I can see things happen in the local case of the Steven's Creek Trail. Mountain View has built a trail along the Creek. Cupertino has built another portion. There is a two mile gap between the two. However, for a good chunk of that gap, there are houses along the creek. There is also a freeway that needs to be crossed. The simple solution would be to simply sign a route down the street and build a bridge over the freeway. This would connect the trails, and provide a nice ride down quiet residential streets next to the creek. However, the city of Sunnyvale instead is spending oodles of dollars on community outreach. The people on the logical streets yell the loudest. (It doesn't matter that their yelling is nonsensical.) So after many meetings, the current plan is to add in a couple mile detour down streets far from the trail, require a double crossing of another freeway, and potentially add a two-way bike path down a road adjacent to a freeway. And who would use this new trail? Obviously not anyone walking down the trail. Commuters would also be out since it poses a significant detour. Families on a leisurely bike ride are probably also out due to the sketchy freeway crossings. I guess a few people in the local neighborhoods could use it for local bike traffic. But, they are generally fine using the low-traffic roads already.

China on the other hand would just say "we need a bike path" and build it.

The Chinese way also has development in clusters - which happen to be the clusters where mass transit is focussed. A city like Nanjing has millions of people. Despite this amount, it is very walkable without being hugely overcrowded. There is also a huge amount of green space. China apparently has learned something from US-style suburban sprawl. Yes there are issues in China. Cars are becoming popular (but the crowded streets can be easier on pedestrians). Sidewalks can be blocked by construction (but there are enough pedestrians walking on the street to keep it from being a safety hazard). And there is the nasty issue of factory pollution. These are big issues, but they are fixable. China is rapidly building metro lines that are being used - often because stops are near the high density developments. Even with all this crazy development, it is still easy to walk around. The communistic capitalism does seem to be working - for now.

Stanford football

Stanford took care of business, winning the first game at San Jose State in decisive fashion. However, we'll have to see how good San Jose is with the new coach. If they are as good as last season, this might have been a great Stanford victory. If they are back in "old" SJSU form, then maybe not so good.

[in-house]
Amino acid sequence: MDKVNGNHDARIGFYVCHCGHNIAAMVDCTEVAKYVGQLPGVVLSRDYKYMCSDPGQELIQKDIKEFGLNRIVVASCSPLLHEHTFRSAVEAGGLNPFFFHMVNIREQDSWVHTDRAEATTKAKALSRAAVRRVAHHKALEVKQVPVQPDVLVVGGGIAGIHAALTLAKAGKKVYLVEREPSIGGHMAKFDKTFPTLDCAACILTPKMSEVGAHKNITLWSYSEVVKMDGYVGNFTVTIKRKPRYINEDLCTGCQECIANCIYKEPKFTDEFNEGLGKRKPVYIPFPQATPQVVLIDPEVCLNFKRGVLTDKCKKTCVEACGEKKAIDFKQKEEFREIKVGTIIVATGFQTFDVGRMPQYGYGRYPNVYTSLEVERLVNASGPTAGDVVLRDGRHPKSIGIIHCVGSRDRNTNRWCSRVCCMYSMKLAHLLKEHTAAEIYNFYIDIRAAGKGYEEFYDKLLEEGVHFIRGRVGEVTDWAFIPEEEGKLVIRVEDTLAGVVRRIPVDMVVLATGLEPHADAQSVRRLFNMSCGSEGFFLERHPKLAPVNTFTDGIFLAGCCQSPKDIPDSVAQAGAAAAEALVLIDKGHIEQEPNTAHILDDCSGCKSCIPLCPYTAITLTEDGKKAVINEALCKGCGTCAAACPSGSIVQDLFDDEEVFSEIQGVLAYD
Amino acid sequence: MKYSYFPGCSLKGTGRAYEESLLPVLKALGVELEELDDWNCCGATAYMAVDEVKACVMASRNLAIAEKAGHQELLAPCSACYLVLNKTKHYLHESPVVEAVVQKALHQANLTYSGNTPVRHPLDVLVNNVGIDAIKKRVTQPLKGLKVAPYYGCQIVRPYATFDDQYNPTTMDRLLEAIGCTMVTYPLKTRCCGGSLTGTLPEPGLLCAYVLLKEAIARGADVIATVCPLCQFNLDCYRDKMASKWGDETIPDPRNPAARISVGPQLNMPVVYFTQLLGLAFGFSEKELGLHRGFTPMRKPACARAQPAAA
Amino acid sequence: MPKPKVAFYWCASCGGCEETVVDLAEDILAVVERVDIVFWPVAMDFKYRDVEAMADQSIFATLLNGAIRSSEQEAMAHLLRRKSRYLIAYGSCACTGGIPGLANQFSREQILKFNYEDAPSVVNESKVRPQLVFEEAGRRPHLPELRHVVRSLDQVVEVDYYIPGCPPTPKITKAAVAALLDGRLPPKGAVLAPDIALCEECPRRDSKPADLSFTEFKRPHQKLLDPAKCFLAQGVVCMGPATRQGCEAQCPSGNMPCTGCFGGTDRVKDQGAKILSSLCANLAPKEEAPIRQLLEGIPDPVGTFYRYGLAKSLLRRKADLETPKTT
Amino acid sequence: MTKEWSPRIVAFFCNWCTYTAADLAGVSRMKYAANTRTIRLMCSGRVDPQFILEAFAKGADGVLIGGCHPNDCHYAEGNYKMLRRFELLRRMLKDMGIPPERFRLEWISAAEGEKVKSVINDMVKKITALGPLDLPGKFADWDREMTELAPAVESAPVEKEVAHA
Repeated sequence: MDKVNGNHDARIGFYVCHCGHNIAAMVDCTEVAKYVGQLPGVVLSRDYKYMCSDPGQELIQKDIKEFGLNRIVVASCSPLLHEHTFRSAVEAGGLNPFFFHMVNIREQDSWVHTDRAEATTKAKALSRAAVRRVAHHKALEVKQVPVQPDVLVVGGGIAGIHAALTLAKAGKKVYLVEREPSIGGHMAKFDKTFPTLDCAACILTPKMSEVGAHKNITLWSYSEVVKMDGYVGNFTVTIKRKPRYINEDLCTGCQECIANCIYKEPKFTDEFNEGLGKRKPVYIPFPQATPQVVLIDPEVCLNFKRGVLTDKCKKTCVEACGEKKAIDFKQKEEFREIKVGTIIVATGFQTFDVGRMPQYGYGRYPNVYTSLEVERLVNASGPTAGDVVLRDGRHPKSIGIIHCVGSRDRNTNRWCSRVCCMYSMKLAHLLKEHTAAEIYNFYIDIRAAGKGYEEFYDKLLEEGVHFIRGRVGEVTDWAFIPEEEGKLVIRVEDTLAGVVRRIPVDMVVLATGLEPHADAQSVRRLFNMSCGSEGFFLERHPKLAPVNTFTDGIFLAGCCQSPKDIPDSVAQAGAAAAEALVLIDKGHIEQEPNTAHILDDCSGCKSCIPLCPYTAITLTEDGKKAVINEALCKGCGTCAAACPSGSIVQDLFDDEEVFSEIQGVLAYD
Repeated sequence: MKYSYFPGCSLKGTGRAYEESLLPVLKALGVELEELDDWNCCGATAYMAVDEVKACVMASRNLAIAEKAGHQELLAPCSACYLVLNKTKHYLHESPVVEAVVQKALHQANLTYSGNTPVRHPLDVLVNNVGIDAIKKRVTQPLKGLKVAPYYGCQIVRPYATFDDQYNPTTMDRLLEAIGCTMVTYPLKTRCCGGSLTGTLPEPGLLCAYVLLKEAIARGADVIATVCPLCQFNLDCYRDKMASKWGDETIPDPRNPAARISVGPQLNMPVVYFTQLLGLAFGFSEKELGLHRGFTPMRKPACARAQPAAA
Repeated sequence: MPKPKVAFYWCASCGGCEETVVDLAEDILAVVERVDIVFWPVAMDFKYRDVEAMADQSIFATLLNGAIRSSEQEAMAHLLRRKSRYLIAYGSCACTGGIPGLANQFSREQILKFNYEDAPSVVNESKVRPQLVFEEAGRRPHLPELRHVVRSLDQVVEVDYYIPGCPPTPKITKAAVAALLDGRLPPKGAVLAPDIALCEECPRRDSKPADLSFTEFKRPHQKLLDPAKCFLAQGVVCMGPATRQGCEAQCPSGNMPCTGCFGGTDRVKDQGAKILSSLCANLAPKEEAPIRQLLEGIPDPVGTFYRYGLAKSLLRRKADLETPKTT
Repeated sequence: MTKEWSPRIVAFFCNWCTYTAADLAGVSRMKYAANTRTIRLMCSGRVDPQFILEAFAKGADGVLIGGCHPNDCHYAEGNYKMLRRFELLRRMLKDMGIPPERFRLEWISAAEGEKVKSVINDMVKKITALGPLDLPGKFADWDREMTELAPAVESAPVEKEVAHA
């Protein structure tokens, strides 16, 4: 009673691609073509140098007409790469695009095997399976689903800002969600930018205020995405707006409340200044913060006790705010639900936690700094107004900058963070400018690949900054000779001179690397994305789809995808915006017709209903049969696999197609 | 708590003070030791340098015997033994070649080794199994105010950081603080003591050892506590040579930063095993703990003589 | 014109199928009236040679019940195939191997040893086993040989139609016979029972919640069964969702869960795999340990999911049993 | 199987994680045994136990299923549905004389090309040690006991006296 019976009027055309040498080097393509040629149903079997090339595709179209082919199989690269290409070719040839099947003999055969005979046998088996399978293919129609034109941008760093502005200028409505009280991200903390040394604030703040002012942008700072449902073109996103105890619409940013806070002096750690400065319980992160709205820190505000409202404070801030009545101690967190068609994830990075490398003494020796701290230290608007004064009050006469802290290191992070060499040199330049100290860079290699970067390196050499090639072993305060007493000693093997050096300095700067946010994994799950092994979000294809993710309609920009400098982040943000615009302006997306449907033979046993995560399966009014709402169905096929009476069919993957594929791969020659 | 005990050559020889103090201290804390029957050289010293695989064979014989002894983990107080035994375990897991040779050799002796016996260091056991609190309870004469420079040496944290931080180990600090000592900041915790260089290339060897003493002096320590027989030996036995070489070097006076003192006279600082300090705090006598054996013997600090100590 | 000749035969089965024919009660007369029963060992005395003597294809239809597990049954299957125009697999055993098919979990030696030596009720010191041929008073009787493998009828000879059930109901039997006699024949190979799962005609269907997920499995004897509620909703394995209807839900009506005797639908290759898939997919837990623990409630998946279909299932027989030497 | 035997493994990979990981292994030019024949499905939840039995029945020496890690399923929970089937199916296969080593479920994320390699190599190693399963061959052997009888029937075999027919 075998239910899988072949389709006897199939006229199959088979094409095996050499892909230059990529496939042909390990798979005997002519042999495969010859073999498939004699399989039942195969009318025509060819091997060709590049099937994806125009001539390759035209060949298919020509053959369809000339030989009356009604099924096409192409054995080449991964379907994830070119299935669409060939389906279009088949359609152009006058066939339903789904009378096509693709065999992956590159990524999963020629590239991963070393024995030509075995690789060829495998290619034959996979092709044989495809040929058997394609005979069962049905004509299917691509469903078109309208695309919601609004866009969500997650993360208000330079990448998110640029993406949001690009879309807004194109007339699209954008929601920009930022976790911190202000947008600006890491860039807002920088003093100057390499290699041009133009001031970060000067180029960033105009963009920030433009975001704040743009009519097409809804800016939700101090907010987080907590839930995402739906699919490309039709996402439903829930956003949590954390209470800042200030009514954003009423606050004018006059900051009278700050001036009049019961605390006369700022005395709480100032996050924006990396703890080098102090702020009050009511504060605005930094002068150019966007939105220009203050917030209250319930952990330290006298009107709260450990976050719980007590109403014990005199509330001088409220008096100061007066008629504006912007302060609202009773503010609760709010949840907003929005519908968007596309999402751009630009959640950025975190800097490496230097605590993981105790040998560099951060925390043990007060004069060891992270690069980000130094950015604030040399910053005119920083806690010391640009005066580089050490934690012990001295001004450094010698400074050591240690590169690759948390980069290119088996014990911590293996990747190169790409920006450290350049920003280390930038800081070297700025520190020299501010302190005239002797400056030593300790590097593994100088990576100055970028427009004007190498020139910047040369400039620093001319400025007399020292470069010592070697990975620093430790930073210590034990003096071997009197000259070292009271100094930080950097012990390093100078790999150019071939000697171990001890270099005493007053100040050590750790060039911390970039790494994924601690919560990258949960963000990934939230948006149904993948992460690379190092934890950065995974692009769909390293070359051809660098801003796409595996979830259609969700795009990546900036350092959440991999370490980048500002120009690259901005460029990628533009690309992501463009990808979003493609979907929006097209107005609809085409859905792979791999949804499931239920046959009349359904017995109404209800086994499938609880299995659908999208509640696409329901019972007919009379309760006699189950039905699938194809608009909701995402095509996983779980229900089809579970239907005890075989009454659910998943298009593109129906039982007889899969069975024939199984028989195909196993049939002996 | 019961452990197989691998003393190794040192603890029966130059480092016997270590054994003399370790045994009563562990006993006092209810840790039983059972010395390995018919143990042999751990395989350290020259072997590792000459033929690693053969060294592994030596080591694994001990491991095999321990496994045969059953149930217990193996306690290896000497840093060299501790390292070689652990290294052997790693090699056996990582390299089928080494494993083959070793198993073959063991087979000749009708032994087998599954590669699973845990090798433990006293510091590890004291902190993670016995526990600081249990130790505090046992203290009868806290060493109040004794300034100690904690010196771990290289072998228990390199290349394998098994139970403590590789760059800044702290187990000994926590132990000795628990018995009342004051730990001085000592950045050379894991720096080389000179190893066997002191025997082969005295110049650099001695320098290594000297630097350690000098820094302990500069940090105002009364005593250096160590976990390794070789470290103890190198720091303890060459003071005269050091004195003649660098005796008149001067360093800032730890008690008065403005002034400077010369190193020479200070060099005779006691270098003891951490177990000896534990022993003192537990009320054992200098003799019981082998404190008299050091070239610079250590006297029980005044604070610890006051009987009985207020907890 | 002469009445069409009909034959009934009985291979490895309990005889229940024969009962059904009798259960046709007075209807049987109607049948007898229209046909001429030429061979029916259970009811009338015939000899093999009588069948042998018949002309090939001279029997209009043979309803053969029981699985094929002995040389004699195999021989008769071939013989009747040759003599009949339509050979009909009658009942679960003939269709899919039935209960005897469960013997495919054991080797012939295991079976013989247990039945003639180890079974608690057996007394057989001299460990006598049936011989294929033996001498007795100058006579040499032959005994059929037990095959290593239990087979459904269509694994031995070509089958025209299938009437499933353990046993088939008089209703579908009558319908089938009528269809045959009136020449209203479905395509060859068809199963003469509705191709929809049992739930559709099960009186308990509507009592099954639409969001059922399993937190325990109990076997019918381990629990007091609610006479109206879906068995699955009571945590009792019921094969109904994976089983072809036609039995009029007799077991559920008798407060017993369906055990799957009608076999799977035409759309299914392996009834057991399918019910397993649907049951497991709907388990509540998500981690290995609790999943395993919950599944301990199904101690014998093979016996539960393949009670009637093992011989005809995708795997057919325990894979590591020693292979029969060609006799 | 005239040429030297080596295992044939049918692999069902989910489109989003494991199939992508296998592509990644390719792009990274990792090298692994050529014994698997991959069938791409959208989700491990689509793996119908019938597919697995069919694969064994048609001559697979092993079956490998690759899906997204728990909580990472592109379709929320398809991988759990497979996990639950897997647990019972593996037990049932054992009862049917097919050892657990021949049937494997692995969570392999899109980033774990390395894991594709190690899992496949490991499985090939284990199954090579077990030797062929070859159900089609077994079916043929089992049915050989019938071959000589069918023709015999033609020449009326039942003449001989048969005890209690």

What scares me more is some of the predictions. A few prognosticators have Stanford pegged as national champion. So much for the underdog roll. Stanford has the type of team that could beat anybody. The problem is, it is also the team that could lose to just about anybody. The Cardinal probably have the best chance of unseated an SEC team to win the final BCS championship. However, they have to get there first.

So far this season, we have already seen that odd things can happen. Each week, a top 25 team from the Pac-12 has been clobbered by an underdog. We saw a bunch of FCS teams beat up their opponents. Virginia beats BYU in the first game, seemingly setting the tone for the season. However, BYU turns around and clobbers Texas, while Virginia gets annihilated by Oregon. USC gets beaten by Washington State in a defensive struggle. Florida and Georgia both lose to ACC teams. I think we'll need a few more weeks to even begin to sort things out. Lets just hope the cardinal can make it.

As for pro football, the (Jim) Harbaugh connections did well this weekend. Former Stanford QB Andrew Luck won with the Indianapolis Colts. Former 49ers QB Alex Smith one with Kansas City. And of course, the 49ers won. It looks like he is quite the groomer of quarterbacks.

Wednesday, September 04, 2013

Antifragile: Things That Gain from Disorder

There is some great theory here. However, the delivery gets annoying. He has an axe to grind against many people institution that he deems to be hurting society. Alas, it would be better if he spent more time focussing on his ideas than making up juvenile names (such as Harvard-Stalanist) than the others.